That, my friends, is how plans are born!  And this one came off without a hitch.

I met James at our pre-arranged spot in Heber Springs and we were quickly off on my first ever Arkansas fishing adventure.  This trip, unlike any other I can recall, was a TRUE joy - I used James' rods / reels (he's a fellow Winston devotee), used his flies (ALWAYS defer to local knowledge), went in his boat, and, best of all, we wear the same size waders and wading shoes, so I used those as well.  It would be really easy to get used to this kind of treatment, but I really don't expect it to happen again very often in the foreseeable future.  However, if there are any volunteers out there, feel free to email me!

                                                         The Little Red River

We launched his "White River Jonboat" - not sure if that is a recognized boat style or just a local term - and started down the Little Red River, in the tailwaters of Greer's Ferry Lake.  There was virtually no water being generated so it was very low and clear.  It also didn't take long before I started seeing fish, either spooking in front of the boat or rising up ahead.  The river is really a series of long, deep pools connected by shallow rocky stretches.  This river is (was) home to the former world record brown trout, a 40 pound, 4 ounce behemoth landed in 1992 by Rip Collins.  The pools are deep (20'?) and there is a LOT of downed timber in water - perfect habitat for giant brown trout.  There are a ton of rainbow trout in these waters, too - nice snacks for the big browns.

Even though it was mid-afternoon under a clear blue sky and bright sun, there were periodic rises along the river.  We saw a few caddis flitting about but attributed most of the surface activity to midges.  With little current, we opted to fish the deep pools.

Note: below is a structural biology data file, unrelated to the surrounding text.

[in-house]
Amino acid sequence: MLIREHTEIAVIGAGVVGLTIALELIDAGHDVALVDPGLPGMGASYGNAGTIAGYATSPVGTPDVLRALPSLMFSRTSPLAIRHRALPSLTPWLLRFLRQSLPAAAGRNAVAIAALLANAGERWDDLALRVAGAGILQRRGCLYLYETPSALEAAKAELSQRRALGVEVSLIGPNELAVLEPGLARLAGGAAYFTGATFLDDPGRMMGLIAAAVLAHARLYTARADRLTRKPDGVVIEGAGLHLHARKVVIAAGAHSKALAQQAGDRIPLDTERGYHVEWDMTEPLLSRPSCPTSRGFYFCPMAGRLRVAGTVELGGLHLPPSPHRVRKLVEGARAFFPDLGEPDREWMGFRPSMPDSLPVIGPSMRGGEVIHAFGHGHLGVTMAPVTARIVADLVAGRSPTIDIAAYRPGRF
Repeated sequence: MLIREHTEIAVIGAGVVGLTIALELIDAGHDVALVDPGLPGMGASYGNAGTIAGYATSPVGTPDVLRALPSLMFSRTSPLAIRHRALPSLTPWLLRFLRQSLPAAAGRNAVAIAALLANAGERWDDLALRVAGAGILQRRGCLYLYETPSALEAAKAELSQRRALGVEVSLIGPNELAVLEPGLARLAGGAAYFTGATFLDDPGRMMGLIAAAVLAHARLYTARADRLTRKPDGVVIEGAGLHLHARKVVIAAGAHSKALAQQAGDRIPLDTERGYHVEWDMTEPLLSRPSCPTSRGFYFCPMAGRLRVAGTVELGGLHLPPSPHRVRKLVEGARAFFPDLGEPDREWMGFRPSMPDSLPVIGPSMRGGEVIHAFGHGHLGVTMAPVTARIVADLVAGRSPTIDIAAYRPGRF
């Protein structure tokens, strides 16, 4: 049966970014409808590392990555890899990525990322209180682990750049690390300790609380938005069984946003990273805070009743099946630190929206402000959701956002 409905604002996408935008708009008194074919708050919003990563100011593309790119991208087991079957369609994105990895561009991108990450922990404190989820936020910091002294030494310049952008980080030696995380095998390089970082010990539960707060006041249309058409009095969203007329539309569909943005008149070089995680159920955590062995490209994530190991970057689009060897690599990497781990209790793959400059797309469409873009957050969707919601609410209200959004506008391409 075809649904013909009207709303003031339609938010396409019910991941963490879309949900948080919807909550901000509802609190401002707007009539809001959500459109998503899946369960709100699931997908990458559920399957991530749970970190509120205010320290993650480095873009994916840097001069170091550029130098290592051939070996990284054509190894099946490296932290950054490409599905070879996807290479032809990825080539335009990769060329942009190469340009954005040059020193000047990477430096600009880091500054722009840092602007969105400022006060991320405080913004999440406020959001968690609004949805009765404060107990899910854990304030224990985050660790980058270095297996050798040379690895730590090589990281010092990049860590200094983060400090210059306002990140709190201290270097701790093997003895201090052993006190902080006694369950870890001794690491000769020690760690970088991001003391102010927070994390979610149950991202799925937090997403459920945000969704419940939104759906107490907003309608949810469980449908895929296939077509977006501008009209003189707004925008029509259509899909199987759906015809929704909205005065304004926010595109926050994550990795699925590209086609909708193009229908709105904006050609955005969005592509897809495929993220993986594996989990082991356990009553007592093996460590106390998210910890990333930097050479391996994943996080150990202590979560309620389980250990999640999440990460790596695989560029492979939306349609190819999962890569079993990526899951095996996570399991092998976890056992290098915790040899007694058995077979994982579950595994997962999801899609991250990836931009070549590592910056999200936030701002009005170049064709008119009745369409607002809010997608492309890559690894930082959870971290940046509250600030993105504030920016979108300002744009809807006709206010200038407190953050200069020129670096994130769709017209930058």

This brought another new technique to my repertoire - sinking flylines.  In all the years  I've flyfished, I have NEVER fished with full sinking lines.  I have done very little stillwater flyfishing - the places most sinking line fishing is done - and when I have fished stillwaters, Intermediate sink lines sufficed.  I've fished sink tip lines in heavy currents for trout, and thrown ridiculously heavy sink tips for stripers along the Massachusetts coast, but never full sink lines.

                                                          A small-ish rainbow

Since I haven't fly fished for over a year for anything , picking up a full sink line was not the ideal way to start, unless you want to look stupid.   Which I did in dramatic fashion.  After working the kinks out of the casting stroke and getting used to the line, the casts were pretty easy.  And, after a few pools, we got dialed into a pattern with a moderate retrieve of a local version of an Olive Wooly Bugger about 10' - 12' down.  It resulted in nearly a fish (or at least a hit) every cast.  Cookie cutter rainbows - all between 12" - 15".  Some stockies, a few wild fish, and some that James ID'd as McCloud strain - beautiful, bright stripes on their sides.  All in all, I believe I landed about 45 rainbows that afternoon.  There were times that I would hook a fish every cast for maybe 20 minutes.  Oh yeah - got 1 little wild brown while nymphing, too.

The fisheries in northern Arkansas may not be the first words out of every fly fisherman's mouth when asked to name the best fisheries in North America, but they certainly ought to be on everyone's short list.  They are certainly different - bait fishermen and lure slingers float alongside the fly fisherman, and many trout become dinner.  But the shear quantity and size of the fish in these waters is truly astounding.   When the power generating turbines are running and the river rises, the big fish from these deep holes move up to feed.  And, of course, the brown trout spawn in November, which I understand offers combat fishing for giant fish at it's finest.  James' best brown to date is a fish he got last year that he estimated at 23-24 pounds.  He has taken numerous 10-15 pounders.  Somehow I see a trip to Little Rock in my future, maybe in the mid-November timeframe ...

                                                 Tippet the Fishing Dog.  Note the clear water

Monday, April 30, 2012

The Shark Tooth Gods Smiled ...